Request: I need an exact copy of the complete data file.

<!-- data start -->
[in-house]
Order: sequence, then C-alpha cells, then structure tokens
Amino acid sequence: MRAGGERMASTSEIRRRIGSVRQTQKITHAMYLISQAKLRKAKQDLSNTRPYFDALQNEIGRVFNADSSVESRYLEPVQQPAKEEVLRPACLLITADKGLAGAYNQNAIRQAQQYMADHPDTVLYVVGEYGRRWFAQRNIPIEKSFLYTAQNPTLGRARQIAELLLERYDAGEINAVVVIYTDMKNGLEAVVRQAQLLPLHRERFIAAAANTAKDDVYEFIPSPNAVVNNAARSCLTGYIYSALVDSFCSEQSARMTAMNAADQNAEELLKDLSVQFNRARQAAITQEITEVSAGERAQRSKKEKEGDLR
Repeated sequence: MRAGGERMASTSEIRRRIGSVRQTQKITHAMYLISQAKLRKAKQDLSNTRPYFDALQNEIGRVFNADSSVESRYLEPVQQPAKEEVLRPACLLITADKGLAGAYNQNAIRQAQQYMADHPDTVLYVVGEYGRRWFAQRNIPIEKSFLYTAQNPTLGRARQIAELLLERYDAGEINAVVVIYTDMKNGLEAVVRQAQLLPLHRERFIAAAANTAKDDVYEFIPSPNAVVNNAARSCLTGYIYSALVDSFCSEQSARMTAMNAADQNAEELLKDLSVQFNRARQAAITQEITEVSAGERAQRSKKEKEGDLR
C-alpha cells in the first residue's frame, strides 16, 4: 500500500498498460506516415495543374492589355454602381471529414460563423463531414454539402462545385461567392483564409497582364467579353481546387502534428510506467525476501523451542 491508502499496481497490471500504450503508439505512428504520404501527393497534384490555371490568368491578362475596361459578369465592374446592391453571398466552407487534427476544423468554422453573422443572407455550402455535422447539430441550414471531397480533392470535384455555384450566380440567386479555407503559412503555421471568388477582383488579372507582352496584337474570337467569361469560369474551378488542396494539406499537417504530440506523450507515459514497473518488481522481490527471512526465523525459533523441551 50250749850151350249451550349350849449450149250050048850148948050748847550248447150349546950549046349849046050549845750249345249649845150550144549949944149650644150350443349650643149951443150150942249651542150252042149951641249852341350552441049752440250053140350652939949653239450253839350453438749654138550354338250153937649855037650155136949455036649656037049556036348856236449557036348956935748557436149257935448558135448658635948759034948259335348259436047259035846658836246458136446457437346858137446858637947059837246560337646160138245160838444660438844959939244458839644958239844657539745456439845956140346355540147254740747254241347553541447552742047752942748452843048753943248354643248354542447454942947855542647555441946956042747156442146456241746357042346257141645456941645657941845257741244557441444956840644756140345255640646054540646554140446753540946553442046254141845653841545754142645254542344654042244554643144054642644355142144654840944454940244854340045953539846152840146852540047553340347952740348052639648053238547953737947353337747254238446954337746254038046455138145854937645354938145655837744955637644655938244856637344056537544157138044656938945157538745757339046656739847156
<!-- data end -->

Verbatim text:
[in-house]
Order: sequence, then C-alpha cells, then structure tokens
Amino acid sequence: MRAGGERMASTSEIRRRIGSVRQTQKITHAMYLISQAKLRKAKQDLSNTRPYFDALQNEIGRVFNADSSVESRYLEPVQQPAKEEVLRPACLLITADKGLAGAYNQNAIRQAQQYMADHPDTVLYVVGEYGRRWFAQRNIPIEKSFLYTAQNPTLGRARQIAELLLERYDAGEINAVVVIYTDMKNGLEAVVRQAQLLPLHRERFIAAAANTAKDDVYEFIPSPNAVVNNAARSCLTGYIYSALVDSFCSEQSARMTAMNAADQNAEELLKDLSVQFNRARQAAITQEITEVSAGERAQRSKKEKEGDLR
Repeated sequence: MRAGGERMASTSEIRRRIGSVRQTQKITHAMYLISQAKLRKAKQDLSNTRPYFDALQNEIGRVFNADSSVESRYLEPVQQPAKEEVLRPACLLITADKGLAGAYNQNAIRQAQQYMADHPDTVLYVVGEYGRRWFAQRNIPIEKSFLYTAQNPTLGRARQIAELLLERYDAGEINAVVVIYTDMKNGLEAVVRQAQLLPLHRERFIAAAANTAKDDVYEFIPSPNAVVNNAARSCLTGYIYSALVDSFCSEQSARMTAMNAADQNAEELLKDLSVQFNRARQAAITQEITEVSAGERAQRSKKEKEGDLR
C-alpha cells in the first residue's frame, strides 16, 4: 500500500498498460506516415495543374492589355454602381471529414460563423463531414454539402462545385461567392483564409497582364467579353481546387502534428510506467525476501523451542 491508502499496481497490471500504450503508439505512428504520404501527393497534384490555371490568368491578362475596361459578369465592374446592391453571398466552407487534427476544423468554422453573422443572407455550402455535422447539430441550414471531397480533392470535384455555384450566380440567386479555407503559412503555421471568388477582383488579372507582352496584337474570337467569361469560369474551378488542396494539406499537417504530440506523450507515459514497473518488481522481490527471512526465523525459533523441551 50250749850151350249451550349350849449450149250050048850148948050748847550248447150349546950549046349849046050549845750249345249649845150550144549949944149650644150350443349650643149951443150150942249651542150252042149951641249852341350552441049752440250053140350652939949653239450253839350453438749654138550354338250153937649855037650155136949455036649656037049556036348856236449557036348956935748557436149257935448558135448658635948759034948259335348259436047259035846658836246458136446457437346858137446858637947059837246560337646160138245160838444660438844959939244458839644958239844657539745456439845956140346355540147254740747254241347553541447552742047752942748452843048753943248354643248354542447454942947855542647555441946956042747156442146456241746357042346257141645456941645657941845257741244557441444956840644756140345255640646054540646554140446753540946553442046254141845653841545754142645254542344654042244554643144054642644355142144654840944454940244854340045953539846152840146852540047553340347952740348052639648053238547953737947353337747254238446954337746254038046455138145854937645354938145655837744955637644655938244856637344056537544157138044656938945157538745757339046656739847156